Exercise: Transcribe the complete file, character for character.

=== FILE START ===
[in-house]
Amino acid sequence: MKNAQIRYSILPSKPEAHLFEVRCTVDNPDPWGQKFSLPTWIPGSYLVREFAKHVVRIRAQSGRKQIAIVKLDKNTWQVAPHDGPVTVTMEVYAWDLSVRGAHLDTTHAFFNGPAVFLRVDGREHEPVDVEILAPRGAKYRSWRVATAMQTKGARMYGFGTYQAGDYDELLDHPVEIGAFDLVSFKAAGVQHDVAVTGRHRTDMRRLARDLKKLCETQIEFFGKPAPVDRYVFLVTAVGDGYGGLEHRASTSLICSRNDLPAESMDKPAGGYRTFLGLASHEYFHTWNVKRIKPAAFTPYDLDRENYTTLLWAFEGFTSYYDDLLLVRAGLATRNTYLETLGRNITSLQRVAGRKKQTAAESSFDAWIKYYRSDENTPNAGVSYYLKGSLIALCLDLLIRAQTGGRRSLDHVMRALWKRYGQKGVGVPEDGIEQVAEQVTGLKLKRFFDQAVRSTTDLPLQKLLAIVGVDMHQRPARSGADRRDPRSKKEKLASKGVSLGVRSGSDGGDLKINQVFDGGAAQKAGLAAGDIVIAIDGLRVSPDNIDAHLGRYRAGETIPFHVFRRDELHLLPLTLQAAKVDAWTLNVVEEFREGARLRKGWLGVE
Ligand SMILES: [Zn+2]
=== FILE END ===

[in-house]
Amino acid sequence: MKNAQIRYSILPSKPEAHLFEVRCTVDNPDPWGQKFSLPTWIPGSYLVREFAKHVVRIRAQSGRKQIAIVKLDKNTWQVAPHDGPVTVTMEVYAWDLSVRGAHLDTTHAFFNGPAVFLRVDGREHEPVDVEILAPRGAKYRSWRVATAMQTKGARMYGFGTYQAGDYDELLDHPVEIGAFDLVSFKAAGVQHDVAVTGRHRTDMRRLARDLKKLCETQIEFFGKPAPVDRYVFLVTAVGDGYGGLEHRASTSLICSRNDLPAESMDKPAGGYRTFLGLASHEYFHTWNVKRIKPAAFTPYDLDRENYTTLLWAFEGFTSYYDDLLLVRAGLATRNTYLETLGRNITSLQRVAGRKKQTAAESSFDAWIKYYRSDENTPNAGVSYYLKGSLIALCLDLLIRAQTGGRRSLDHVMRALWKRYGQKGVGVPEDGIEQVAEQVTGLKLKRFFDQAVRSTTDLPLQKLLAIVGVDMHQRPARSGADRRDPRSKKEKLASKGVSLGVRSGSDGGDLKINQVFDGGAAQKAGLAAGDIVIAIDGLRVSPDNIDAHLGRYRAGETIPFHVFRRDELHLLPLTLQAAKVDAWTLNVVEEFREGARLRKGWLGVE
Ligand SMILES: [Zn+2]